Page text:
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Part Five

REGRESSION AND MULTIVARIATE ANALYSIS

One of the most common tasks in data analysis is to study – and characterize if it is the case – the possible relationship between two variables, X and Y. Naturally the first step in this endeavour is to plot one variable versus the other – scatterplot – and judge if there is a pattern and what it may mean.

If there is a linear relationship between them, a not unusual case, the strength of this relation can be measured by the correlation coefficient. It is a measure easy to interpret; its value varies between -1 (perfect negative correlation, increasing X decreases Y) and 1 (perfect positive correlation, increasing X increases Y). Some remarks on their use and interpretation:

• The correlation coefficient only measures the degree of linear relationship. Two variables can be perfectly related, but if the relation is, for example, quadratic, the correlation coefficient could be very low.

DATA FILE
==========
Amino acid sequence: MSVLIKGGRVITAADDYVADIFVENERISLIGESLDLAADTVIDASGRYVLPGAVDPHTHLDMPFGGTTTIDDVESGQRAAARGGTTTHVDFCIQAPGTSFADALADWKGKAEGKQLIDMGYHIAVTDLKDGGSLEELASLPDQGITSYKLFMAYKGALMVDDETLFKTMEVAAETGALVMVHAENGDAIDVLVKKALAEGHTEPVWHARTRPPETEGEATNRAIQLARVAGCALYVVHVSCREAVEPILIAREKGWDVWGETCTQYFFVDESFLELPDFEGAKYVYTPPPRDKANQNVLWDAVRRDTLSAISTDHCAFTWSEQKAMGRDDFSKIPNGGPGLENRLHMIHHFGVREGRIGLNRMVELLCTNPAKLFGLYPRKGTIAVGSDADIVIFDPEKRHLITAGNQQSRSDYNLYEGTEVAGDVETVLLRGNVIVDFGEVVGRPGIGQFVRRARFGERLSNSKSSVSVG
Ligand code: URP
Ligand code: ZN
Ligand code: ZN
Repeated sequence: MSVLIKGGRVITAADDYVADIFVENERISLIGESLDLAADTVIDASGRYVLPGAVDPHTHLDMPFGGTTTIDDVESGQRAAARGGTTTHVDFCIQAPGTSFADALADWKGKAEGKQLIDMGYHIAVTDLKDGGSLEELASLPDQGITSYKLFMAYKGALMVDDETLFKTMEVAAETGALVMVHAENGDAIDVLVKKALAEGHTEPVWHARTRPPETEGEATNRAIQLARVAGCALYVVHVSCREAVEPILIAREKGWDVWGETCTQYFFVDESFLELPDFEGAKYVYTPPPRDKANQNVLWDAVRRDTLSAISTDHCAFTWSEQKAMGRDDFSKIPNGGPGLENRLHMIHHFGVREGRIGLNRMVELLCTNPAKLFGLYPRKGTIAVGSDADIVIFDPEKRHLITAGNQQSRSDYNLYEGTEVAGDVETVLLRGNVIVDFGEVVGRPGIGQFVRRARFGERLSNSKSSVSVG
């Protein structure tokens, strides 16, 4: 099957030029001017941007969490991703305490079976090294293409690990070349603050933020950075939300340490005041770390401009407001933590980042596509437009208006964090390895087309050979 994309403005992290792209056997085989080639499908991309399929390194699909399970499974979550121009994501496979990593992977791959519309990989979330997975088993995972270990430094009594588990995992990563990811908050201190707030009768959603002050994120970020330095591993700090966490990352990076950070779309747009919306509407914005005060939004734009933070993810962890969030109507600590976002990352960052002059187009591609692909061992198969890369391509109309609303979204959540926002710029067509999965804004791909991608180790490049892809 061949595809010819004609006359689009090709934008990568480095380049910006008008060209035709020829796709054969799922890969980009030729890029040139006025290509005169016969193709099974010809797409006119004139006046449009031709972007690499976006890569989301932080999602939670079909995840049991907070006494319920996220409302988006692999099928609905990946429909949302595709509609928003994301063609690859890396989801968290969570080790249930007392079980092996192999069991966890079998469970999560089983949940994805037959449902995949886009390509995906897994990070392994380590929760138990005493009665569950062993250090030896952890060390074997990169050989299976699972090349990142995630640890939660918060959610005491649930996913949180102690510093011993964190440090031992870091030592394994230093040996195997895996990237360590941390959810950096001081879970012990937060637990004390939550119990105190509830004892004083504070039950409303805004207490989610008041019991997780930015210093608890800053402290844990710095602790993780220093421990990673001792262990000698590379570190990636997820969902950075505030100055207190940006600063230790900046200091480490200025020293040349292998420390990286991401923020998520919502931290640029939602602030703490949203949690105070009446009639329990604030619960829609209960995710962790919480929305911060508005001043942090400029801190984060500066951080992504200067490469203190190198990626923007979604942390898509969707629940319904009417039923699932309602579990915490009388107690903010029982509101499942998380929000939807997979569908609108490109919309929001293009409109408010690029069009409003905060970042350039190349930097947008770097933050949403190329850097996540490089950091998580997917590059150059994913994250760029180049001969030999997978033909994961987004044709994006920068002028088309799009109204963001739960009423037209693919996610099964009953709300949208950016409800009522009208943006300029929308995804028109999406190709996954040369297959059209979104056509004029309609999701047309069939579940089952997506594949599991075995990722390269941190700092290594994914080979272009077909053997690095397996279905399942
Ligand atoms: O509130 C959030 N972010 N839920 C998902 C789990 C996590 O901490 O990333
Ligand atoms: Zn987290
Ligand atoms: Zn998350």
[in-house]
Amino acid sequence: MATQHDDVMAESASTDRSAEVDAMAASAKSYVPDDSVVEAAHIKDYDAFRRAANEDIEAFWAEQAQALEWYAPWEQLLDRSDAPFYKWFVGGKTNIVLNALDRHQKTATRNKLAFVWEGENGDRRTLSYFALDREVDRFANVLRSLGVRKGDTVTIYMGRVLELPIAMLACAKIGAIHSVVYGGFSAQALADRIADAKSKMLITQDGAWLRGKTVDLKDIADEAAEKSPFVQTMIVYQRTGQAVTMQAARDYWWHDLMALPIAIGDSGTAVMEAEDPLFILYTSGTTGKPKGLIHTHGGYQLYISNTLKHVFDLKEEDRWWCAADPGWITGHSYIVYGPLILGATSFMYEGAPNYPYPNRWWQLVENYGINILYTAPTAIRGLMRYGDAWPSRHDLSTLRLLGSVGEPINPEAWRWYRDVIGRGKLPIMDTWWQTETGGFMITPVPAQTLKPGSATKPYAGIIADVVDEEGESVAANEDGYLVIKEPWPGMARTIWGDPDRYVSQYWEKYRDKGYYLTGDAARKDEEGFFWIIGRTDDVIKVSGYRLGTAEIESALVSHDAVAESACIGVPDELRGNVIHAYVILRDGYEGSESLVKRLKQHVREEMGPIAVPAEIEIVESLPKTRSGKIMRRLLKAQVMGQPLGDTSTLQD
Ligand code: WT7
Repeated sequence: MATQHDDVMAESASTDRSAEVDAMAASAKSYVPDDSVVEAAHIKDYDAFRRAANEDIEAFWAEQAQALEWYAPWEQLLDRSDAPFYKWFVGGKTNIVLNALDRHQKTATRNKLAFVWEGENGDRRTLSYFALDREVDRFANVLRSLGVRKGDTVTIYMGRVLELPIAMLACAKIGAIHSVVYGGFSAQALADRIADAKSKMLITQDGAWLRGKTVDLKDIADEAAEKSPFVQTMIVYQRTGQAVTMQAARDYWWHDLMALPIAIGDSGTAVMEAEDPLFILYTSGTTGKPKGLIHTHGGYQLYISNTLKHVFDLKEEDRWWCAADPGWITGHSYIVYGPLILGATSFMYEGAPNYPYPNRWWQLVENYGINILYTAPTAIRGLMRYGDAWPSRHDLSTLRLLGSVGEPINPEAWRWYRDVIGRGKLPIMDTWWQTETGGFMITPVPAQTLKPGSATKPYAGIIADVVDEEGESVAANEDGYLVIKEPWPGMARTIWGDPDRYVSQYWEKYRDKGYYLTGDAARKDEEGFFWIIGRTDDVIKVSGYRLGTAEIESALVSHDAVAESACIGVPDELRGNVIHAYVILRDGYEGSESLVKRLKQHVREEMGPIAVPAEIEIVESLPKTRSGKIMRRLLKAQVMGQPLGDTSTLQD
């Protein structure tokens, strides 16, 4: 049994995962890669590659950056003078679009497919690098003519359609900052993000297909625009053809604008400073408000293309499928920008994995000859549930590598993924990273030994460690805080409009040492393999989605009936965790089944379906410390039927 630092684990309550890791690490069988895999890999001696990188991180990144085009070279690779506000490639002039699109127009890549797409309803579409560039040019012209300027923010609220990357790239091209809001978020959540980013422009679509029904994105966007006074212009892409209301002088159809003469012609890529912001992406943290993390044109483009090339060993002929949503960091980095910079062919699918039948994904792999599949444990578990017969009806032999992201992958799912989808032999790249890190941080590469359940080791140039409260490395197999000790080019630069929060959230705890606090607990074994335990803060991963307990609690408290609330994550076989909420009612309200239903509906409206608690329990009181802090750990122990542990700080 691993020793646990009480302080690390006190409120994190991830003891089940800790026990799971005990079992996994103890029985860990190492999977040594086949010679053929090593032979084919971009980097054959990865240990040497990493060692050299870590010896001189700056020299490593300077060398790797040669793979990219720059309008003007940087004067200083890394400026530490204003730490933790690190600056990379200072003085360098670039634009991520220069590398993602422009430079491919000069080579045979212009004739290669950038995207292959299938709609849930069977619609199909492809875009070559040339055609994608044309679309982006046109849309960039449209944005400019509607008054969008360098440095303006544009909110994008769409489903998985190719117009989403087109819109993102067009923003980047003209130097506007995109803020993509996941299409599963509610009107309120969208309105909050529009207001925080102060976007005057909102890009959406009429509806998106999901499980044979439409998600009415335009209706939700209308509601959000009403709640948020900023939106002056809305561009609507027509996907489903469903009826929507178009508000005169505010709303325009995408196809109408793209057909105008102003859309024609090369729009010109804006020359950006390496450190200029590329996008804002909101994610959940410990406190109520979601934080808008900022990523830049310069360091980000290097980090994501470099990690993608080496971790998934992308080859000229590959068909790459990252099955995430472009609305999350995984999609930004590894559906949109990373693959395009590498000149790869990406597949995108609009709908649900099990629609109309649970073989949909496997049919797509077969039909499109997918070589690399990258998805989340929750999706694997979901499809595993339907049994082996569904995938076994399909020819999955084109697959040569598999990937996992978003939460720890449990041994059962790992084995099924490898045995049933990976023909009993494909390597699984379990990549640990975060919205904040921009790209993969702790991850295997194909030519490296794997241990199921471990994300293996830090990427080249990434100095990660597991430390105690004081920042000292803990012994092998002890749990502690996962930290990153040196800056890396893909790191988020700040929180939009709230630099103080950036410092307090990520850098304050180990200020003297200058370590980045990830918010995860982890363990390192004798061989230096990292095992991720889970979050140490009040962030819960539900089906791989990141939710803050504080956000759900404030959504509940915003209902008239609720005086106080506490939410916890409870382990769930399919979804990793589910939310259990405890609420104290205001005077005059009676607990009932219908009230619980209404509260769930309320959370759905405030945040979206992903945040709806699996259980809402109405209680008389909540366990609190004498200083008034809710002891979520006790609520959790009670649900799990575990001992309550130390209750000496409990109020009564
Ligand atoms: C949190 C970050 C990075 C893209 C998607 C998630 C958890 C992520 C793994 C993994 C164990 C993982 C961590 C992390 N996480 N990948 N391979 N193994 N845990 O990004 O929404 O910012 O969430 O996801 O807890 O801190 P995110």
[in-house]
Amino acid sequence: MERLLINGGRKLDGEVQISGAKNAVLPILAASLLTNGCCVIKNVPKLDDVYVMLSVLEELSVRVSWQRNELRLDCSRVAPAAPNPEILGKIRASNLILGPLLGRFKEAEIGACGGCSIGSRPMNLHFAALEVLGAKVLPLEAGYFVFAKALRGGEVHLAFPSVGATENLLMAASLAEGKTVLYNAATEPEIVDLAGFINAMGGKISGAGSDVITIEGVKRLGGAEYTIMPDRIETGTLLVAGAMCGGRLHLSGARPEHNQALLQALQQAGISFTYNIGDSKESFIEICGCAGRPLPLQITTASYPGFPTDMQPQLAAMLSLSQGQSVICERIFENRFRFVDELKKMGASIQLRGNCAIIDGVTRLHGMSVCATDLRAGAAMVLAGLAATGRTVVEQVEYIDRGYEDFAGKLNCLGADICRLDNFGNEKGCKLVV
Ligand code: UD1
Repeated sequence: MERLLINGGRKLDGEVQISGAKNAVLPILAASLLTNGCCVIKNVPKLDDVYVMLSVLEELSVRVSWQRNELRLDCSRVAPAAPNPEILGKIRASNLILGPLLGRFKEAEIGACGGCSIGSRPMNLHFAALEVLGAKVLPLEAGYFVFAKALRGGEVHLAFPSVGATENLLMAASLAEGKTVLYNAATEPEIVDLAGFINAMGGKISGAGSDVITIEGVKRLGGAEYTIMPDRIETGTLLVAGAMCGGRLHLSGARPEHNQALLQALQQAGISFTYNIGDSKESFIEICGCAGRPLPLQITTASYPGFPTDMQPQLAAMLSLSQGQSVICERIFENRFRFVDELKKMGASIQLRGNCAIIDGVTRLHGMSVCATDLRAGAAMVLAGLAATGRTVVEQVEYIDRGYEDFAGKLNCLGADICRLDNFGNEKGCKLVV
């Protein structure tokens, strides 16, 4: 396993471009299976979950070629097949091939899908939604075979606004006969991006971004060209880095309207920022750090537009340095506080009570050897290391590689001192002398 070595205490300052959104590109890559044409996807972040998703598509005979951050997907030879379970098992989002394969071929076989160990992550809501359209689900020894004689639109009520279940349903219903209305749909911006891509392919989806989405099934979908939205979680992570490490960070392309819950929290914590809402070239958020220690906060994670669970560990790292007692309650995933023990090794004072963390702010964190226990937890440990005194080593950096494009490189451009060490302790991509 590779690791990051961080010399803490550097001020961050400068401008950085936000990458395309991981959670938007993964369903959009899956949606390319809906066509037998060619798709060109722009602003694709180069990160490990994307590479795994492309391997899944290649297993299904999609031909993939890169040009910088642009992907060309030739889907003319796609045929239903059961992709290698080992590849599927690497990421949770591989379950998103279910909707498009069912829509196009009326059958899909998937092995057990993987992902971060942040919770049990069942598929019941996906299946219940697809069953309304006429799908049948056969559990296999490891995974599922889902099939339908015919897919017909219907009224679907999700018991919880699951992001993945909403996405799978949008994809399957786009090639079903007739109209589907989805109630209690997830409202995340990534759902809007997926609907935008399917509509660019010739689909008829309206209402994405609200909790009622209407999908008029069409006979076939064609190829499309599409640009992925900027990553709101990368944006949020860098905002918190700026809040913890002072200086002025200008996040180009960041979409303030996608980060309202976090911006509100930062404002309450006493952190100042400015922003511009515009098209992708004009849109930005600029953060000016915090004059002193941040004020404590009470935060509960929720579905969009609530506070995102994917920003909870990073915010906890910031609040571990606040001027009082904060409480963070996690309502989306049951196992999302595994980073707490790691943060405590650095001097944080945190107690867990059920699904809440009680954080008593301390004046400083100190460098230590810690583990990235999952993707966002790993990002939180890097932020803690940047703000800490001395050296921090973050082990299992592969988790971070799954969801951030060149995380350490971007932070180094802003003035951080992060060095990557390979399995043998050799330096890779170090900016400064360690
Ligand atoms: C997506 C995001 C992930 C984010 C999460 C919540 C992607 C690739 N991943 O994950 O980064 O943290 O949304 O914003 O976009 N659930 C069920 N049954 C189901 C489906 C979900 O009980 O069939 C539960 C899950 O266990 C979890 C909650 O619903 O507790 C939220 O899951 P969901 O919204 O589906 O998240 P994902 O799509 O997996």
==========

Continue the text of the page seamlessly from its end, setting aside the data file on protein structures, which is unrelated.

• Correlation does not imply cause and effect relationship. Two variables may be highly correlated (have a high correlation coefficient), but not directly dependent on each other. There are clear and funny examples to highlight these situations: the number of firefighters who come to fight a fire and the damage caused by it (usually the more firefighters the bigger damage, but firefighters do not cause the damage; there is a third hidden variable related to these two, in this case the magnitude of the fire). This may happen in other cases, and is quite ...

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